Waverly Lake fishing contest July 11
Waverly Lake will host a fishing contest Saturday, July 11.
Registration will take place from 7 to 8 a.m. on the day of the event, with a shotgun start at 8 a.m.
For more information call (612) 759-8284.
Apply now for prairie chicken, fall turkey hunts
From the DNR
Hunters who wish to apply for one of 186 permits for the 2009 Minnesota prairie chicken season or for one of 9,330 permits for the fall turkey hunt must do so by July 31.
Applications are available wherever hunting and fishing licenses are sold.
Application materials and maps of permit areas for both hunts are available on the Minnesota Department of Natural Resources (DNR) Web site at www.mndnr.gov.hunting.
Winners will be notified by mail by mid September after applying at one of 1,800 electronic license agents across Minnesota.
• Fall turkey season
This year’s 9,330 turkey permits represent a substantial increase in fall hunting opportunities from last year when 5,555 permits were available, said Bill Penning, DNR farmland wildlife program leader.
The increase relates to a major expansion of fall hunting opportunities in southwest and western Minnesota as well as higher permit numbers in hunting areas that opened last year.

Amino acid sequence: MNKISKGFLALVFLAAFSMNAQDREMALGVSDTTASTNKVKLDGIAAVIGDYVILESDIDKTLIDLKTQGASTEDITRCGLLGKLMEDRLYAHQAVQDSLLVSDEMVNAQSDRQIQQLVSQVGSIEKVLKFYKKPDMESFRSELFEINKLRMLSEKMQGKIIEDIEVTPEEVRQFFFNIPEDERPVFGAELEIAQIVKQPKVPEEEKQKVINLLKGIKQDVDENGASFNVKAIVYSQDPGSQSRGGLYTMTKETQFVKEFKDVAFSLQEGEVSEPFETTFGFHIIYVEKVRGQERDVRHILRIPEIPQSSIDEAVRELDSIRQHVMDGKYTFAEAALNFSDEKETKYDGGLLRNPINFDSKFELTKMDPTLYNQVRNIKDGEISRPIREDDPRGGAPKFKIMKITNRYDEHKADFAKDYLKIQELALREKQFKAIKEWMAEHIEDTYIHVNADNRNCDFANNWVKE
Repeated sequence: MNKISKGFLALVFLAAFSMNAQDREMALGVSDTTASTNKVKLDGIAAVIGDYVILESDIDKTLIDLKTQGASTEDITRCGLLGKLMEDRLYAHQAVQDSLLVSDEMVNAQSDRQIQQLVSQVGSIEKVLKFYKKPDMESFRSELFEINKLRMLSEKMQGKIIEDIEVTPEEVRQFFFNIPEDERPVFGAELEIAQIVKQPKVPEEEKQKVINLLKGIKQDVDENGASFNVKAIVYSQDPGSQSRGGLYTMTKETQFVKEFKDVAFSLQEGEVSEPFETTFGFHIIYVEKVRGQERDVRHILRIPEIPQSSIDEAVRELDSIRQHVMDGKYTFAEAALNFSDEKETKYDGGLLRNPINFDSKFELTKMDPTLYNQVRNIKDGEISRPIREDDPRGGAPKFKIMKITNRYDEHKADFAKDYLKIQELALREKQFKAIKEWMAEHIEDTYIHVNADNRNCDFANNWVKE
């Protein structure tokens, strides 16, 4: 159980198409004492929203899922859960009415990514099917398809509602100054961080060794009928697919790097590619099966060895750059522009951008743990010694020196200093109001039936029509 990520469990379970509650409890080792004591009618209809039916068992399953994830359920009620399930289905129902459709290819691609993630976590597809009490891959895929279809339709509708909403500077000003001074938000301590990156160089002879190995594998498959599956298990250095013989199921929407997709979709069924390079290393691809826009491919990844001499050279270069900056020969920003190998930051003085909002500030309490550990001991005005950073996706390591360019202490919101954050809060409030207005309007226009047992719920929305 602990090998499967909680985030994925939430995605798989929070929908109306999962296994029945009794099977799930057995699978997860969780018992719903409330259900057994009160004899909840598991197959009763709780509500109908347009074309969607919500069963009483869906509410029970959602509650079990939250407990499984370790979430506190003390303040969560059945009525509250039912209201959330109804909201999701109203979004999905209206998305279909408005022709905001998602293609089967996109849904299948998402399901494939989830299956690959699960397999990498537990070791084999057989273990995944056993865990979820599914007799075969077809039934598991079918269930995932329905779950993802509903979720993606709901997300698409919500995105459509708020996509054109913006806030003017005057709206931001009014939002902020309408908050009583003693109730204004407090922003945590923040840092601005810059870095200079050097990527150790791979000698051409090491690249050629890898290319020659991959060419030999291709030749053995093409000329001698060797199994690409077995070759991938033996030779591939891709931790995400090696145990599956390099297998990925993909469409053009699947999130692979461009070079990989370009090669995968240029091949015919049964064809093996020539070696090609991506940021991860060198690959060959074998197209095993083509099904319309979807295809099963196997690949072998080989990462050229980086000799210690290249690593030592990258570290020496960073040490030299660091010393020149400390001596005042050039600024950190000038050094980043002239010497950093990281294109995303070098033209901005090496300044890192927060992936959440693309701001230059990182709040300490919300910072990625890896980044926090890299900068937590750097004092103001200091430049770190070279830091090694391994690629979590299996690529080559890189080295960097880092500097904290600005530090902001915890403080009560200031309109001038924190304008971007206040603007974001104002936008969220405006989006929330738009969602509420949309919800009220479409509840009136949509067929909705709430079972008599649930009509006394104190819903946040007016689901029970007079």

In 2008, a record 1,187 birds were harvested during the fall hunt with hunter success typically about 25 percent.
“If you’ve never tried fall turkey hunting before, 2009 is a good year to start,” said Penning. “Permit numbers have nearly doubled and areas open to hunting have increased, too.”
The fall turkey hunt application fee is $3. The license costs $23 for residents and $78 for nonresidents.
The $5 stamp validation has been incorporated into the license fee; a separate stamp is no longer required.
Hunters may apply for one permit from 67 different hunting areas that will be open from Oct. 14-18 and Oct. 21-25.
• Prairie chicken season
Hunters who apply for the 186 available prairie chicken permits will have about a one-in-three chance of being drawn, depending on the area chosen.
Prairie chicken permit numbers are unchanged from last year.
In 2008, 139 birds were harvest with 90 percent of hunters taking at least one bird.
Minnesota’s prairie chicken population has increased substantially in recent years, now standing at more than 1,600 adult males.
The DNR expects more than four times that number of birds in the fall population.
“Prairie restoration and protection programs have helped stabilize the bird’s population in recent years,” Penning said. “The restoration of a regulated prairie chicken hunting season has helped build awareness and support for protecting and enhancing prairie and grassland habitats.”